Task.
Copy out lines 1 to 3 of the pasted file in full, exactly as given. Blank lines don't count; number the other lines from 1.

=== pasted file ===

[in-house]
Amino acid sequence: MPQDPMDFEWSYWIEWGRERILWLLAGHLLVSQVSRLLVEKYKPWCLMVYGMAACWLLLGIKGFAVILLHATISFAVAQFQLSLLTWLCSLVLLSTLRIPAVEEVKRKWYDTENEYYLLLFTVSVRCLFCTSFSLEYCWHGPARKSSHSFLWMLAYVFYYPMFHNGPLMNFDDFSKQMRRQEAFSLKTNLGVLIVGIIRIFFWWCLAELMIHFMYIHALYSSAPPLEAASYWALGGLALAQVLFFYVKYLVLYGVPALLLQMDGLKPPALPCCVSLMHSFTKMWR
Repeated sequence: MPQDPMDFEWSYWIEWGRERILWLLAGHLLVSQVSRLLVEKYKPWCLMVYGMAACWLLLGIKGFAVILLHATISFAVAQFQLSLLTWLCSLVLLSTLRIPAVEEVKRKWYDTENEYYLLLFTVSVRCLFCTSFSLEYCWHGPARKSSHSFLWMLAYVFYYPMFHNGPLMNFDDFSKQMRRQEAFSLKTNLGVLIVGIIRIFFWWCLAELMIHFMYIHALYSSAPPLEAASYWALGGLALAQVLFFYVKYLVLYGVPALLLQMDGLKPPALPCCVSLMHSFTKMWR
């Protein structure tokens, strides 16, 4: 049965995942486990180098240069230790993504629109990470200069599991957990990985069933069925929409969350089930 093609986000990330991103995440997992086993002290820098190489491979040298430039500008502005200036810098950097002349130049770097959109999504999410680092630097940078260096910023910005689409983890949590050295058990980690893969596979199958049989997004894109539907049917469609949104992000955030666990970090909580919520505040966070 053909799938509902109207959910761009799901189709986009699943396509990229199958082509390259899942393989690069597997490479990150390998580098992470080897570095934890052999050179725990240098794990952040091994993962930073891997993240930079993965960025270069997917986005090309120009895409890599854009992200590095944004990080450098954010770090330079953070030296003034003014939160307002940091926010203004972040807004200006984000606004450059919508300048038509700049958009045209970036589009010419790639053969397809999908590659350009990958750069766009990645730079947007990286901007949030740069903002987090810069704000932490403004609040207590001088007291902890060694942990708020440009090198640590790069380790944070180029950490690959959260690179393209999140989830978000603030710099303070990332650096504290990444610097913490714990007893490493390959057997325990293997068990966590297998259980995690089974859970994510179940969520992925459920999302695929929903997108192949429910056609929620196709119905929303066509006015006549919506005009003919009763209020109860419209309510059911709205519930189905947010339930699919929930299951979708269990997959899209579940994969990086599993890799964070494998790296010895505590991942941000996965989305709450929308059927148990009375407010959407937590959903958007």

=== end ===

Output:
[in-house]
Amino acid sequence: MPQDPMDFEWSYWIEWGRERILWLLAGHLLVSQVSRLLVEKYKPWCLMVYGMAACWLLLGIKGFAVILLHATISFAVAQFQLSLLTWLCSLVLLSTLRIPAVEEVKRKWYDTENEYYLLLFTVSVRCLFCTSFSLEYCWHGPARKSSHSFLWMLAYVFYYPMFHNGPLMNFDDFSKQMRRQEAFSLKTNLGVLIVGIIRIFFWWCLAELMIHFMYIHALYSSAPPLEAASYWALGGLALAQVLFFYVKYLVLYGVPALLLQMDGLKPPALPCCVSLMHSFTKMWR
Repeated sequence: MPQDPMDFEWSYWIEWGRERILWLLAGHLLVSQVSRLLVEKYKPWCLMVYGMAACWLLLGIKGFAVILLHATISFAVAQFQLSLLTWLCSLVLLSTLRIPAVEEVKRKWYDTENEYYLLLFTVSVRCLFCTSFSLEYCWHGPARKSSHSFLWMLAYVFYYPMFHNGPLMNFDDFSKQMRRQEAFSLKTNLGVLIVGIIRIFFWWCLAELMIHFMYIHALYSSAPPLEAASYWALGGLALAQVLFFYVKYLVLYGVPALLLQMDGLKPPALPCCVSLMHSFTKMWR